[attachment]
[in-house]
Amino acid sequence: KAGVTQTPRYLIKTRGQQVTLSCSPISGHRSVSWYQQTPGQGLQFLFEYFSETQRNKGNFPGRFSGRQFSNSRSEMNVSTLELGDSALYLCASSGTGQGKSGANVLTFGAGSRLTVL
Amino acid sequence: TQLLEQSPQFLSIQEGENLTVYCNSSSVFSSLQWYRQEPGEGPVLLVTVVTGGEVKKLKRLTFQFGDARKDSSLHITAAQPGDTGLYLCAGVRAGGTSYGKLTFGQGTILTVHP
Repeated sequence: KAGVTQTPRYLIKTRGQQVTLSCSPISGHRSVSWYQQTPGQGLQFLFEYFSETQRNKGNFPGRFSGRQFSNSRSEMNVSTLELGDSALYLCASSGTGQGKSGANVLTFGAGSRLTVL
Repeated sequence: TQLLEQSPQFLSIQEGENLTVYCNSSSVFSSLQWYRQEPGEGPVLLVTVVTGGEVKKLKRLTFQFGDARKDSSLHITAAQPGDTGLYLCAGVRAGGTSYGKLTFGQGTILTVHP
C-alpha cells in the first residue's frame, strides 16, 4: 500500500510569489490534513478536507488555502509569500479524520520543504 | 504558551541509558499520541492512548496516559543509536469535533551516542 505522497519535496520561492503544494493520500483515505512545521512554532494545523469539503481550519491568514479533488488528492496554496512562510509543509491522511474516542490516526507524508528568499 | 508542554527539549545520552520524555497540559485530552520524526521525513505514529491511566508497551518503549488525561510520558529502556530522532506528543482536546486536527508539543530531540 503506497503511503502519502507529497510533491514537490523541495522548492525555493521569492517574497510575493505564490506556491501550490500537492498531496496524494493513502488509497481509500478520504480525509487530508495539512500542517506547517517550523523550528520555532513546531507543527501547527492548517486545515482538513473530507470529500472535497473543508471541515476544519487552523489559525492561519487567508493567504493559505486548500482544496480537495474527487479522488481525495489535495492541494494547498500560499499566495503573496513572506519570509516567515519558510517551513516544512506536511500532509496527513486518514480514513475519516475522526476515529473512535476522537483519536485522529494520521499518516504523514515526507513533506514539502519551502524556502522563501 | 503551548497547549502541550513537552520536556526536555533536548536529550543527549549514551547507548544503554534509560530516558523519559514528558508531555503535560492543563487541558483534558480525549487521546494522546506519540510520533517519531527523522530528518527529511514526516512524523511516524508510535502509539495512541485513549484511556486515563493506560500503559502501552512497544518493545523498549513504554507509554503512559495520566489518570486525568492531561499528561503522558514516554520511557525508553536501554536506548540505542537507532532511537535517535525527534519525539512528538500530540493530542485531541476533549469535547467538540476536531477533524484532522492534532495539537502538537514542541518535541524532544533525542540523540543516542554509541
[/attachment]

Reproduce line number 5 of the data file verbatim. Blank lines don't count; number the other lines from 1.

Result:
Repeated sequence: TQLLEQSPQFLSIQEGENLTVYCNSSSVFSSLQWYRQEPGEGPVLLVTVVTGGEVKKLKRLTFQFGDARKDSSLHITAAQPGDTGLYLCAGVRAGGTSYGKLTFGQGTILTVHP